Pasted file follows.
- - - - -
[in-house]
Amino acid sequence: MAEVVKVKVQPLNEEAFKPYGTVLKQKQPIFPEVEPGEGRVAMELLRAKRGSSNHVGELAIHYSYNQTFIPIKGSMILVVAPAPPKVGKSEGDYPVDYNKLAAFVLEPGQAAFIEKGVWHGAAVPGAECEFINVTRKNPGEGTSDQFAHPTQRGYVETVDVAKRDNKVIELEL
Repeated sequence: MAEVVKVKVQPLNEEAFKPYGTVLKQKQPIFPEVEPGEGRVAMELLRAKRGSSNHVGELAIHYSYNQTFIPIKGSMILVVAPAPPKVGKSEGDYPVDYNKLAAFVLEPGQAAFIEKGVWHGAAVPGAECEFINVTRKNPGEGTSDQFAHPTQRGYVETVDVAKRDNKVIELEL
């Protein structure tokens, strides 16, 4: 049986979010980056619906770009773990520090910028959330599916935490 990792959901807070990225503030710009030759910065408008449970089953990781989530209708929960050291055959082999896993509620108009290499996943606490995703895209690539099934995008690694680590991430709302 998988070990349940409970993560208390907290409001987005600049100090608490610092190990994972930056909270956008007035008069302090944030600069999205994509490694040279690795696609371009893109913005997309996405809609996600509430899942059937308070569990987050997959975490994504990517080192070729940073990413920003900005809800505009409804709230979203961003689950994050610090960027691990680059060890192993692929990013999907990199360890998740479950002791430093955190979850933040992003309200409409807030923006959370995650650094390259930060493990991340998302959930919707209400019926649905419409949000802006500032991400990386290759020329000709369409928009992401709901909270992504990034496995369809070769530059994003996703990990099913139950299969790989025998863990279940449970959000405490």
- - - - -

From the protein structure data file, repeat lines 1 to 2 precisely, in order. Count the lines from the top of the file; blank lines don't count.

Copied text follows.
[in-house]
Amino acid sequence: MAEVVKVKVQPLNEEAFKPYGTVLKQKQPIFPEVEPGEGRVAMELLRAKRGSSNHVGELAIHYSYNQTFIPIKGSMILVVAPAPPKVGKSEGDYPVDYNKLAAFVLEPGQAAFIEKGVWHGAAVPGAECEFINVTRKNPGEGTSDQFAHPTQRGYVETVDVAKRDNKVIELEL